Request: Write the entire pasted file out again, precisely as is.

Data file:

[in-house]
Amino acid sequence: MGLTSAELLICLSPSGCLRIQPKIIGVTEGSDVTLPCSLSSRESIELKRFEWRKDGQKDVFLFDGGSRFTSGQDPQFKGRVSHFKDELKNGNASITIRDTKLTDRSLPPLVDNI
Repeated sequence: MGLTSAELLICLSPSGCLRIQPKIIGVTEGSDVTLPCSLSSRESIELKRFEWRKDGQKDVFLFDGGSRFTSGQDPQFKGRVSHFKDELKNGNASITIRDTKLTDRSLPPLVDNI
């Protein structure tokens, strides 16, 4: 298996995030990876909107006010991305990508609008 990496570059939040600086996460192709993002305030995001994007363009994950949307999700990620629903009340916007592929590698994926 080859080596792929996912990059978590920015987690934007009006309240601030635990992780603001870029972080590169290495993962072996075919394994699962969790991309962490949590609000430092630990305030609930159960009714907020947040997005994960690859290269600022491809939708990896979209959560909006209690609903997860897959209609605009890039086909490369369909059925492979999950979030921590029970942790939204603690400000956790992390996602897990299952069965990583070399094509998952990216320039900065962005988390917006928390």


[in-house]
Amino acid sequence: MGLTSAELLICLSPSGCLRIQPKIIGVTEGSDVTLPCSLSSRESIELKRFEWRKDGQKDVFLFDGGSRFTSGQDPQFKGRVSHFKDELKNGNASITIRDTKLTDRSLPPLVDNI
Repeated sequence: MGLTSAELLICLSPSGCLRIQPKIIGVTEGSDVTLPCSLSSRESIELKRFEWRKDGQKDVFLFDGGSRFTSGQDPQFKGRVSHFKDELKNGNASITIRDTKLTDRSLPPLVDNI
């Protein structure tokens, strides 16, 4: 298996995030990876909107006010991305990508609008 990496570059939040600086996460192709993002305030995001994007363009994950949307999700990620629903009340916007592929590698994926 080859080596792929996912990059978590920015987690934007009006309240601030635990992780603001870029972080590169290495993962072996075919394994699962969790991309962490949590609000430092630990305030609930159960009714907020947040997005994960690859290269600022491809939708990896979209959560909006209690609903997860897959209609605009890039086909490369369909059925492979999950979030921590029970942790939204603690400000956790992390996602897990299952069965990583070399094509998952990216320039900065962005988390917006928390």